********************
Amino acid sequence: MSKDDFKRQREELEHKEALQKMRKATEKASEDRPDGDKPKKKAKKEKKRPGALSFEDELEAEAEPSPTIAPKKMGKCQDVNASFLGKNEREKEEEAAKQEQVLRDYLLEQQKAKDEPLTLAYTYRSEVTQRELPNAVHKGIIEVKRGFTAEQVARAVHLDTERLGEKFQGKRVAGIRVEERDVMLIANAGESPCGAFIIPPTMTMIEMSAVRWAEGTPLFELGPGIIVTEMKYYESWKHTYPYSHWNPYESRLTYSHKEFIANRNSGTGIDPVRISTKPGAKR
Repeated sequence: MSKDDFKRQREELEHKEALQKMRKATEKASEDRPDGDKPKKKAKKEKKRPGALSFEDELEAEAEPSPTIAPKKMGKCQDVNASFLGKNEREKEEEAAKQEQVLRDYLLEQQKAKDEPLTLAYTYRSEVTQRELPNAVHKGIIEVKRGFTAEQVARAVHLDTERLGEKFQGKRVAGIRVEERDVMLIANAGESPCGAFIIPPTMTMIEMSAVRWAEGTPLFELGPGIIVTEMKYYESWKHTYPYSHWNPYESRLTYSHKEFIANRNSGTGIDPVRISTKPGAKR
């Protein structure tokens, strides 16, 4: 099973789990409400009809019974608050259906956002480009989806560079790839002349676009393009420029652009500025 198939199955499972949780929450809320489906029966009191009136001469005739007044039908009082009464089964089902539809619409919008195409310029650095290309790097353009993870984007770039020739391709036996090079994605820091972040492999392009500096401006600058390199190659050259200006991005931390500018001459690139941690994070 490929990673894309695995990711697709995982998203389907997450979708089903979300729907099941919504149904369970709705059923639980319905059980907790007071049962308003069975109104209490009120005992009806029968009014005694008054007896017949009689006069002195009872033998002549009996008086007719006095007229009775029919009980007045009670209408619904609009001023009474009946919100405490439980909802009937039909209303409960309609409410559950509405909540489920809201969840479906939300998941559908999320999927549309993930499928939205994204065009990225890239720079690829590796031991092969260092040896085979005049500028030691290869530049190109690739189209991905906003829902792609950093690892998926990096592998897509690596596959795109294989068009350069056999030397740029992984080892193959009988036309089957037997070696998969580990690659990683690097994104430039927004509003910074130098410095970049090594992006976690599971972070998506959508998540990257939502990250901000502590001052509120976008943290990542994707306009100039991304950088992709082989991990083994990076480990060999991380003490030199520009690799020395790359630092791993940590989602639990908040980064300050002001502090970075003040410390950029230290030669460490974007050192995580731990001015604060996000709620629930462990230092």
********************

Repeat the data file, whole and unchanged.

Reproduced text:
Amino acid sequence: MSKDDFKRQREELEHKEALQKMRKATEKASEDRPDGDKPKKKAKKEKKRPGALSFEDELEAEAEPSPTIAPKKMGKCQDVNASFLGKNEREKEEEAAKQEQVLRDYLLEQQKAKDEPLTLAYTYRSEVTQRELPNAVHKGIIEVKRGFTAEQVARAVHLDTERLGEKFQGKRVAGIRVEERDVMLIANAGESPCGAFIIPPTMTMIEMSAVRWAEGTPLFELGPGIIVTEMKYYESWKHTYPYSHWNPYESRLTYSHKEFIANRNSGTGIDPVRISTKPGAKR
Repeated sequence: MSKDDFKRQREELEHKEALQKMRKATEKASEDRPDGDKPKKKAKKEKKRPGALSFEDELEAEAEPSPTIAPKKMGKCQDVNASFLGKNEREKEEEAAKQEQVLRDYLLEQQKAKDEPLTLAYTYRSEVTQRELPNAVHKGIIEVKRGFTAEQVARAVHLDTERLGEKFQGKRVAGIRVEERDVMLIANAGESPCGAFIIPPTMTMIEMSAVRWAEGTPLFELGPGIIVTEMKYYESWKHTYPYSHWNPYESRLTYSHKEFIANRNSGTGIDPVRISTKPGAKR
């Protein structure tokens, strides 16, 4: 099973789990409400009809019974608050259906956002480009989806560079790839002349676009393009420029652009500025 198939199955499972949780929450809320489906029966009191009136001469005739007044039908009082009464089964089902539809619409919008195409310029650095290309790097353009993870984007770039020739391709036996090079994605820091972040492999392009500096401006600058390199190659050259200006991005931390500018001459690139941690994070 490929990673894309695995990711697709995982998203389907997450979708089903979300729907099941919504149904369970709705059923639980319905059980907790007071049962308003069975109104209490009120005992009806029968009014005694008054007896017949009689006069002195009872033998002549009996008086007719006095007229009775029919009980007045009670209408619904609009001023009474009946919100405490439980909802009937039909209303409960309609409410559950509405909540489920809201969840479906939300998941559908999320999927549309993930499928939205994204065009990225890239720079690829590796031991092969260092040896085979005049500028030691290869530049190109690739189209991905906003829902792609950093690892998926990096592998897509690596596959795109294989068009350069056999030397740029992984080892193959009988036309089957037997070696998969580990690659990683690097994104430039927004509003910074130098410095970049090594992006976690599971972070998506959508998540990257939502990250901000502590001052509120976008943290990542994707306009100039991304950088992709082989991990083994990076480990060999991380003490030199520009690799020395790359630092791993940590989602639990908040980064300050002001502090970075003040410390950029230290030669460490974007050192995580731990001015604060996000709620629930462990230092």